Saturday night in Perry Goat Room looked like something out of a movie or perhaps a bygone era at the College: toga-clad actors walked in and out, and the room was buzzing with expectant students.
The students weren’t there for keg stands or a ritual sacrifice, however, but for the first ever “Petri Dish,” organized by Williams Immediate Theatre. The event aimed to combine original student theater, music and artwork in a self-described “smorgasbord” of short pieces, including monologues, play readings, original songs and spoken word poetry.
There was a friendly, easy-going atmosphere discernable just by looking around the room. Students were sipping some soda here and there or sitting comfortably on the floor when all the seats had already been taken. The casual gathering made the event different from a formal theater performance. Lacking the pressure and tension characteristic of a more official play, the Petri Dish allowed students, performers and spectators to relax and enjoy fully.
Michelle Rodriguez ’12 started the night out with a stunning performance of the song “Grief” from the original musical that she is currently writing, So Far, Cecile. Accompanied by Eric Kang ’09 on piano, the poignancy of the eponymous character’s mourning of her recently deceased husband deeply touched those present. The actors and singers readily adapted to the unique setting offered by Perry and even stood on tables at climactic moments, as did Casey York ’10 during her performance of “Float” from the musical The Flood by Peter Mills, also accompanied by Kang.
Three larger pieces were also presented, including an abbreviated version of Shakespeare’s Julius Caesar, and readings of two original student works, HopplÃƒÂ¶shet: A Scandanavian Dread Play by Julian Mesri ’09 and Pointing Fingers by York.
The shortened Caesar, coordinated by Matthew Piltch ’12, who also appeared as Mark Antony, used the unique concept of featuring only the most notable monologues from the play. Stirring renditions of these great speeches were delivered by Mesri as Cassius and Noah Schechter ’12 as Brutus, and followed by a hilarious original song on ukulele about Caesar’s demise, “Eulogy for Caesar,” also by Rodriguez.
Mesri’s piece was a hilarious parody of Scandinavian dread plays – the title means “hopelessness” in Swedish – with characters that constantly lament their tragic, horrible lives that are in fact merely mundane. Their chief complaints of feeling cold and sick and imminent death are satirized by the melodrama of their behavior and thus won big laughs with its twisted dark humor and absurdity, aided by strong comedic performances by Mesri, Rodriguez, Schechter, George Carstocea ’10, Meghan Rose Donnelly ’11 and Michaela Morton ’12.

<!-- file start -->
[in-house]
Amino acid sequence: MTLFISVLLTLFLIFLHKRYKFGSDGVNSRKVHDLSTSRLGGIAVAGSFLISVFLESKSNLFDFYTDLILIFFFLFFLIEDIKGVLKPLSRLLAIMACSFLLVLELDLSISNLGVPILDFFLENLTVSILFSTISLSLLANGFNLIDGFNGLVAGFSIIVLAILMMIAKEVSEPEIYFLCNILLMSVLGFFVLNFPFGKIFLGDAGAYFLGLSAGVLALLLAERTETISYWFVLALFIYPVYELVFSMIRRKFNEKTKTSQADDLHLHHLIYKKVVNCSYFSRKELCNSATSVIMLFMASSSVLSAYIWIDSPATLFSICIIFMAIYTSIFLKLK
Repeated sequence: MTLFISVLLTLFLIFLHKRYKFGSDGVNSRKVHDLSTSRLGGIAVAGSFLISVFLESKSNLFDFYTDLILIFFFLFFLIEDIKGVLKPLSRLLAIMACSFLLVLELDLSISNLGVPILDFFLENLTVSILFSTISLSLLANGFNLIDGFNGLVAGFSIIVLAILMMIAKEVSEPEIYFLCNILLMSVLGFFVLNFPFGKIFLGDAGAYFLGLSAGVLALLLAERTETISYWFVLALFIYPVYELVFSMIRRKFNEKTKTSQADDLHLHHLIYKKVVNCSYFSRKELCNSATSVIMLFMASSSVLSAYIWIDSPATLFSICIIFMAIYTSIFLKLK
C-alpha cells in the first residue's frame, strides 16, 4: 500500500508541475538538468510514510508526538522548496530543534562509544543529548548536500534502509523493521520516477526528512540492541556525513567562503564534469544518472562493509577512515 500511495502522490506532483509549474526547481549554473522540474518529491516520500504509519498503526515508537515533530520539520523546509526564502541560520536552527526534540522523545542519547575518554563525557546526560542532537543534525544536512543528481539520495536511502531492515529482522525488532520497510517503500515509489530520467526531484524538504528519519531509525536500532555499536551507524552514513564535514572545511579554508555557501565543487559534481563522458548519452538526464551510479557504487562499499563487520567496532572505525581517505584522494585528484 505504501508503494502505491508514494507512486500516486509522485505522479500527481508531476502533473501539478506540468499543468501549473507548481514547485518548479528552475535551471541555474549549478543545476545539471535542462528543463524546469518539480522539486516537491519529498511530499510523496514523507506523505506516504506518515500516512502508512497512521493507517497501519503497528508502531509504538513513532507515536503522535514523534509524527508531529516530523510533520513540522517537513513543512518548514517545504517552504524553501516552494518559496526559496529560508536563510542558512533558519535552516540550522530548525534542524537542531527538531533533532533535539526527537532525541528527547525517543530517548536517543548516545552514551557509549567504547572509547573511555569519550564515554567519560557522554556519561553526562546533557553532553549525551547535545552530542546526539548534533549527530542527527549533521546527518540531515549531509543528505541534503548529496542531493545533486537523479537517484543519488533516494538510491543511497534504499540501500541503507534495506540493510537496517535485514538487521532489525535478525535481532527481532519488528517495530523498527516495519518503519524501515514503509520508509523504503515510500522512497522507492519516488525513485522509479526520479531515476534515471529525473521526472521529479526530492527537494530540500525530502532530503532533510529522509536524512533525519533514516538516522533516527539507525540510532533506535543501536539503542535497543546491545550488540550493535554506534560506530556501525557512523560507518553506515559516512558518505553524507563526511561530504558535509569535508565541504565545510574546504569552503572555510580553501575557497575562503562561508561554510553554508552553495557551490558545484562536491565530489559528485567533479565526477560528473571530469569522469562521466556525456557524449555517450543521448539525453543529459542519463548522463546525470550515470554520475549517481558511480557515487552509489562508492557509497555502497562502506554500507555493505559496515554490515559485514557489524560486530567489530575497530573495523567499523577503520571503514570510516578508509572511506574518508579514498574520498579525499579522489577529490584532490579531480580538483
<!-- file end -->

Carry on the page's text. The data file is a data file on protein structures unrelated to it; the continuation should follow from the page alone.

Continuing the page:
The reading of York’s original play, Pointing Fingers, the story of a man accused of terrorism for shining a laser pointer at a plane while stargazing, was especially intriguing as the play is still in the process of being written. It was certainly fascinating to be able to see the creative process behind theater and how it develops into a fully-fledged play, a chance you wouldn’t normally get somewhere else. “There were some parts from the play that felt a bit long. It was really helpful to hear it out loud,” York said. Each of the actors in the reading entertainingly portrayed multiple roles with shifting accents and demeanors, including Ralph Morrison ’10, Lydia Barnett-Mulligan ’10, Caitlin Eley ’10, Nathaniel Basch-Gould ’11, Juliana Stone ’12, Carstocea and Rodriguez.
Some actors sneaked a peek at their lines as they performed, but these glimpses hardly detracted from the performance. The point was that they were up there, on stage, sharing their particular interests with an audience open to all forms of art. Barnett-Mulligan used her Petri Dish time to read an excerpt from David Foster Wallace’s A Supposedly Fun Thing I’ll Never Do Again, while members of spoken word poetry group SpeakFree also performed some of their work. Black-and-white artwork by Ashley Carrera ’10 and photographs by Carstocea decorated the walls, adding visual aesthetics to the already artistically pleasing event.
Two other hilarious solo acts were given by Nathaniel Basch-Gould ’11, who performed an original monologue about life in a utopian biodome of the future, and Schechter who performed “The Fan,” a monologue by Eric Bogosian from his one-man show Pounding Nails in the Floor with My Forehead that follows the mood swings of an obsessive fan torn between admiration and jealousy for his idol.
The first Petri Dish was certainly successful, and was an inspiring look at the product of this small group of very dedicated and very talented students as they gave excellent performances in piece after piece. The group looks forward to putting on at least two or three Petri Dishes a semester as well as continuing to produce longer works. Without a doubt, keep an eye out for the members of Immediate Theatre as they keep creating and performing their own work any time, any place.
Additional reporting by Sara Harris, Arts Editor.